MCPA Optimistic Aid Program Coming For Manitoba Cattle – for Aug. 26, 2010

Manitoba Cattle Producers Association (MCPA) president Major Jay Fox is optimistic an aid program will be announced by month’s end for cattle farmers struggling in the wake of excess moisture.

Fox met with Manitoba Agriculture Minister Stan Struthers Aug. 17. Following the meeting, Struthers said in a news release “the province will continue to monitor the ongoing livestock feed situation and engage federal counterparts in order to develop appropriate programming for producers affected by excess moisture.”

In an interview Aug. 20 Fox said he expects a federal-provincial assistance program will be announced, but added he doesn’t know the details.

“We are encouraged by this but we’re cautious about what might come down the line,” he said.


Fox estimates 3,000 to 5,000 of Manitoba’s 10,000 cattle producers are struggling with excess moisture, which has slowed weight gain for calves, reduced pasture and winter hay supplies.

“We would hope that Minister Struthers and all of cabinet would see the need out there on the landscape and see the producers that are in dire straits,” Fox said. “These producers don’t know how they’re going to make it through the year.

“We are asking for some help so we have a viable industry in the future.”

The MCPA presented Struthers with both short-and long-term measures to assist cattle producers. The short-term measures include a per-cow payment to offset income lost due to lower calf weights, feed freight assistance to get cattle feed to those who are short and a deferral on income taxes for farmers forced to sell all or part of the herds, making it easier to buy back in later.

Sensible drainage policies and hay and pasture insurance and live cattle insurance are the long-term policies the MCPA wants.

Early last month a $450-million federal-provincial program was announced to assist waterlogged western Canadian grains farmers. Sixty million of those dollars were allocated to Manitoba under the Canada-Manitoba Excess Moisture Assistance Program. Under the program grain farmers could apply for $30 an acre where crops were destroyed by excess moisture.


The MCPA has been lobbying for equal treatment for cattle producers. Fox acknowledged part of the problem is measuring the impact on cattle producers. With 85 per cent of Manitoba’s cropland covered under crop insurance it was easier getting a handle on the extent of the damage.

“If you had those insurances (for hay, pasture and live cattle) in place and they were sensibly put together so producers would partake in them… then the government has in its hands the ability to measure the losses on the landscape at a faster rate,” Fox said. “Right now the cattle industry does not have that and the grain industry does.”

In January, Struthers announced the launch of the Pasture Days Insurance Pilot Program developed by Manitoba Agricultural Services Corporation in conjunction with the Manitoba Cattle Producers Association, Manitoba Forage Council and Keystone Agricultural Producers. The pilot program will investigate the viability of insuring against having to remove animals from pasture before a certain number of grazing days due to drought or excess moisture.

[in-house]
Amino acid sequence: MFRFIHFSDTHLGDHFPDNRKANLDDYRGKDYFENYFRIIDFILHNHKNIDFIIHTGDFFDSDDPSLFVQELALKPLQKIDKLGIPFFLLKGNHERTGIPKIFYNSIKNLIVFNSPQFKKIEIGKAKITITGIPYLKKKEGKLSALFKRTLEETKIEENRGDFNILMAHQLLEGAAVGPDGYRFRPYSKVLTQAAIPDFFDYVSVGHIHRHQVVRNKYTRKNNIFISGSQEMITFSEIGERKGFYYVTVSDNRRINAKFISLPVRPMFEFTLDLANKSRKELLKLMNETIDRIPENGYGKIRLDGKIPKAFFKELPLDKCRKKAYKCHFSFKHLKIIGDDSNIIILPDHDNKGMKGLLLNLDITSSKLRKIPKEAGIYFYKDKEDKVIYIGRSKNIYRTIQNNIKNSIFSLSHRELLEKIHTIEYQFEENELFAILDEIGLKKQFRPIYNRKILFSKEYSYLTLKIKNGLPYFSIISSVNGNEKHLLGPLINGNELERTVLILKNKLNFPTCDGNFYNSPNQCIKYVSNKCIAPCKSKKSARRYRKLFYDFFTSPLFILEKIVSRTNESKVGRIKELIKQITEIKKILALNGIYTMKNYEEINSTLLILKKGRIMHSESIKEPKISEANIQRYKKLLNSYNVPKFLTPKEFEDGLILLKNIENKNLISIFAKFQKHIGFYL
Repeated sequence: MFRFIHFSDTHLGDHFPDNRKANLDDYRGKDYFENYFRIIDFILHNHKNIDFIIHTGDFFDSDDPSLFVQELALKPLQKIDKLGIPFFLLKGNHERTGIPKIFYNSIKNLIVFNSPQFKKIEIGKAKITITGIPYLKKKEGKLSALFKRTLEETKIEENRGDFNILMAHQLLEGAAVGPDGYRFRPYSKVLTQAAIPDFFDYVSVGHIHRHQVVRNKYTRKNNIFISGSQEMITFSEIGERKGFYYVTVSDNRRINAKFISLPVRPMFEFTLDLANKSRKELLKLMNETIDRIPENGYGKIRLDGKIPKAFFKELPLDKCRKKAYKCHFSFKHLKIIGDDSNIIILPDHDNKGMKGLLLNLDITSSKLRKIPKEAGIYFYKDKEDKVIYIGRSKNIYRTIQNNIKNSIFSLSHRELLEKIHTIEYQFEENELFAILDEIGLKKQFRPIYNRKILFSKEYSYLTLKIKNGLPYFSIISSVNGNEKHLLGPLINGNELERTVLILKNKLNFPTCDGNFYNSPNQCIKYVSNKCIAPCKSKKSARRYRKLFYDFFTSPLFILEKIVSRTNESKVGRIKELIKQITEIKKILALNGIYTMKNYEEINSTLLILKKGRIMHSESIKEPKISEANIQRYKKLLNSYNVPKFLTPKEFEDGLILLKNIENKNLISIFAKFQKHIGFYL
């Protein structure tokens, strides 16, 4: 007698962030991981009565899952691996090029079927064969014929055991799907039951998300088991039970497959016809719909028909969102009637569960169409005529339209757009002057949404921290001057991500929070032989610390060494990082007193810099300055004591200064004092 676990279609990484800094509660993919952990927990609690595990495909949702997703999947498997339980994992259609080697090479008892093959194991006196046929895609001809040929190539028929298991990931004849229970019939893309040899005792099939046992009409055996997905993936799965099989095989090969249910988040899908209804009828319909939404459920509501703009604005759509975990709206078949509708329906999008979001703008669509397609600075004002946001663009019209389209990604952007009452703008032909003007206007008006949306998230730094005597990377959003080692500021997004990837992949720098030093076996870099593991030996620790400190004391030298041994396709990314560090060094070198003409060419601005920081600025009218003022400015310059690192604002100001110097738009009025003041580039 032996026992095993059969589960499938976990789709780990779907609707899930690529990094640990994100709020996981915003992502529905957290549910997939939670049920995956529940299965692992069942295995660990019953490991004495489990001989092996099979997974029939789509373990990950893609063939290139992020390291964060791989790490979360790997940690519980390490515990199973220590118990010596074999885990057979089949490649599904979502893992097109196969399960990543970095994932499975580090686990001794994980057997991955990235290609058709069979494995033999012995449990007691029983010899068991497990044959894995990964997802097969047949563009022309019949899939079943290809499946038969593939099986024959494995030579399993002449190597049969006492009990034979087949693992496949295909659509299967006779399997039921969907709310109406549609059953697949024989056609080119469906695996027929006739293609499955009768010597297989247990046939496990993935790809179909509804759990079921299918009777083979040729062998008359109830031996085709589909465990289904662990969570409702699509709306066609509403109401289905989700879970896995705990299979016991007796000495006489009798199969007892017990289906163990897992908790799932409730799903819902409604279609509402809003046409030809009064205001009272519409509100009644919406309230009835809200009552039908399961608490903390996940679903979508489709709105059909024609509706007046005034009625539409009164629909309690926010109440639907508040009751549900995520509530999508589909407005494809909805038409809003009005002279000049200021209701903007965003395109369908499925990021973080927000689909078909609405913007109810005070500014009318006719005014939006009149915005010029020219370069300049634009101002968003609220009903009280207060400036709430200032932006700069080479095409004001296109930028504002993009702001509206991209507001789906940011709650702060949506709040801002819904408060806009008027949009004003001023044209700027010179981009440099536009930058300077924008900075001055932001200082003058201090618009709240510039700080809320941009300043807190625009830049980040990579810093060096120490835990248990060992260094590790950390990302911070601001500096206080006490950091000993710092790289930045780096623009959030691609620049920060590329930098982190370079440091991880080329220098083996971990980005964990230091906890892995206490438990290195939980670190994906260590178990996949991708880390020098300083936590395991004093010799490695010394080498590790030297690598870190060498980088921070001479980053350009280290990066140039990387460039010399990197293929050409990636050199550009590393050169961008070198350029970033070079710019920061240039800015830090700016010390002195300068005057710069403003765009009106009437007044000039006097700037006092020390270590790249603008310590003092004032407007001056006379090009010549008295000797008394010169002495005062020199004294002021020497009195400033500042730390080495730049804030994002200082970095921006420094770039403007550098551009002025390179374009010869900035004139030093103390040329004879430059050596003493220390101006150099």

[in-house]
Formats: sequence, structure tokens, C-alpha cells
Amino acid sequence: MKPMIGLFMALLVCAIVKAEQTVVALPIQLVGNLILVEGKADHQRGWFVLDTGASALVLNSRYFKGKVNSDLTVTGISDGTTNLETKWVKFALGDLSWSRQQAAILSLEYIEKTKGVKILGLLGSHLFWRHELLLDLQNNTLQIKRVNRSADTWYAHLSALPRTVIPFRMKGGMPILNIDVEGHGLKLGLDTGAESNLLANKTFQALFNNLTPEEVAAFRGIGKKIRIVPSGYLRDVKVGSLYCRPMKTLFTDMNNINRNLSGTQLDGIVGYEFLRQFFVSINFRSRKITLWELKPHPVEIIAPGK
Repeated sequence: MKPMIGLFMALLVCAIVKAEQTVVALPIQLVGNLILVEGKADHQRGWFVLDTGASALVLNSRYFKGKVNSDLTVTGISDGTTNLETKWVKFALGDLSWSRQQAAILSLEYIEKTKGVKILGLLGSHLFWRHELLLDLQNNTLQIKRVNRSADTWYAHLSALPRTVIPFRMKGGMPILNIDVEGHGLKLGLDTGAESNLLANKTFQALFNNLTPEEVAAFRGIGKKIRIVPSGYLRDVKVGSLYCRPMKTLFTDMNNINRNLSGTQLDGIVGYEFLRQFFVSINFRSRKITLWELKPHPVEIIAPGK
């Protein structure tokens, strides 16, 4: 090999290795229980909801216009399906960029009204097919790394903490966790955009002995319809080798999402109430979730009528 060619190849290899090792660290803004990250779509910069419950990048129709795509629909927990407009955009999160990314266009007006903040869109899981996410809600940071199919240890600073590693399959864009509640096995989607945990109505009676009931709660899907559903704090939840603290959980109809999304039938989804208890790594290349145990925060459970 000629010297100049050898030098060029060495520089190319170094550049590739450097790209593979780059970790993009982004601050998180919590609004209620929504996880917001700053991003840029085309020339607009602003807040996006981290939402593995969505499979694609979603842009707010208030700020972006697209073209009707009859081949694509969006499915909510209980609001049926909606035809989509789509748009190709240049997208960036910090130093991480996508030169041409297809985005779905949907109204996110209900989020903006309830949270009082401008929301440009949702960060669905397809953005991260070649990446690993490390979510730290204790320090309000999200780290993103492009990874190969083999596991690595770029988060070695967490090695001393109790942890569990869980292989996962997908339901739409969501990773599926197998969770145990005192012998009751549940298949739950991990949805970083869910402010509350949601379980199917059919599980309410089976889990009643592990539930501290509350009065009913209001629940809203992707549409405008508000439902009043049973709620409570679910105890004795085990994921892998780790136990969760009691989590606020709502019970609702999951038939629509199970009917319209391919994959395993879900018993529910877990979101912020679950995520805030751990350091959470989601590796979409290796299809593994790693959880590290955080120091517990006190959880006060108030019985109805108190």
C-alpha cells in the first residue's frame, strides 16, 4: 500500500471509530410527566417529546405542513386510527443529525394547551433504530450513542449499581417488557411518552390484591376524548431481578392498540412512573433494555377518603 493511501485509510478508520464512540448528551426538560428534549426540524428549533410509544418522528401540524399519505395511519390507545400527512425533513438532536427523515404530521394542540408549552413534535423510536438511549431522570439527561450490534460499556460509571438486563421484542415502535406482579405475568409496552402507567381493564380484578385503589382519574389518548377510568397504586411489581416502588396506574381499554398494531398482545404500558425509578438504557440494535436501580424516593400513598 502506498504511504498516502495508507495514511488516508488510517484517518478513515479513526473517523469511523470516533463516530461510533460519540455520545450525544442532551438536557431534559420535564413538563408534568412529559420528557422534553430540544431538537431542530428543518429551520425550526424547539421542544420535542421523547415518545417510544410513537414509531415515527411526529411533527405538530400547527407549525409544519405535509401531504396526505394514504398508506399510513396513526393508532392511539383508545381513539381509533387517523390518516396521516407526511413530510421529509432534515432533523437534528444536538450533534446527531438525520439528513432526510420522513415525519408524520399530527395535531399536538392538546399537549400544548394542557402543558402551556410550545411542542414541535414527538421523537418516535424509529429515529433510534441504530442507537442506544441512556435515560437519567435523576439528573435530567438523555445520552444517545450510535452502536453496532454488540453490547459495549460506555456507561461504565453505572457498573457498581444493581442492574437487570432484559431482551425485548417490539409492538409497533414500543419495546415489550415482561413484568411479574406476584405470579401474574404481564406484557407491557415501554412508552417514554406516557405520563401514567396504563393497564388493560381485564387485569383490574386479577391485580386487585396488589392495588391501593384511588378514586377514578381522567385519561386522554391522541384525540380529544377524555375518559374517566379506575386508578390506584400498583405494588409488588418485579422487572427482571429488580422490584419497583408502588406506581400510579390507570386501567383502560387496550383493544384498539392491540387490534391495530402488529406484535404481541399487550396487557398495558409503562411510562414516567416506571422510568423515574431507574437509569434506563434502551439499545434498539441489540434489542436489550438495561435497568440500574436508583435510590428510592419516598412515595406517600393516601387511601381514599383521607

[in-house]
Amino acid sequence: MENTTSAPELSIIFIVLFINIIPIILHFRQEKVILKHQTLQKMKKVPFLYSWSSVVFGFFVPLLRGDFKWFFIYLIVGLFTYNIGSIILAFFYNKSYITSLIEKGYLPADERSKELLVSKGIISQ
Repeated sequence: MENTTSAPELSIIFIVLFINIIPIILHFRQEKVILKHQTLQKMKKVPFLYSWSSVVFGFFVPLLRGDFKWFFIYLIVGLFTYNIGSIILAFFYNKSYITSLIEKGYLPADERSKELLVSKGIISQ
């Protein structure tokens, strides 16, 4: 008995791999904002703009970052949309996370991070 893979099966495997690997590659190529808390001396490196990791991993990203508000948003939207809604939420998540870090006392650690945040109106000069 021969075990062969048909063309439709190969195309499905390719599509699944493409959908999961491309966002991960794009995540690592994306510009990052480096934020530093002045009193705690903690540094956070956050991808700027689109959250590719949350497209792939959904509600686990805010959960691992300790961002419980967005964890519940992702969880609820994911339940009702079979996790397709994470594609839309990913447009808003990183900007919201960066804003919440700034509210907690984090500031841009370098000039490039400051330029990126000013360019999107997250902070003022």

Live cattle insurance would allow farmers to lock in prices based on futures prices.


Fox also wants “responsible” drainage. Grain farmers understandably want to drain their fields quickly so they can seed them quickly in the spring, he said. But often that water ends up on cattle farms.

“Our production is slowed because somebody else’s production is sped up,” Fox said. “So what we need to do is have proper drainage and move that water in a responsible manner.”

Some parts of Manitoba such as north of Dauphin received record rainfalls this spring, Fox said. Others like Westlake and the Interlake have been swamped three years in a row.

“We see a need to put a program out there right now because there is no program, but we hope in the long term that we have hay and pasture insurance and live cattle insurance to mitigate the losses on the landscape,” he said.

Meanwhile, Struthers is urging farmers looking for feed to register at Manitoba Agriculture, Food and Rural Initiatives’ (MAFRI) web-site under the Interactive Features menu on the right. It allows the buyer to search for hay under the categories of bale type, hay type and location. Price is also part of the listing. An interactive map helps in locating producers in each area.

Producers with hay and straw for sale can have their name added to the list by contacting their local MAFRI GO office at fices. html. Buyers or producers can also obtain this information or post their names through their local MAFRI GO office. [email protected]


“These producers don’t know how they’re going to make it through the year.”


About the author


Allan Dawson

Allan Dawson is a reporter with the Manitoba Co-operator based near Miami, Man. Covering agriculture since 1980, Dawson has spent most of his career with the Co-operator except for several years with Farmers’ Independent Weekly and before that a Morden-Winkler area radio station.



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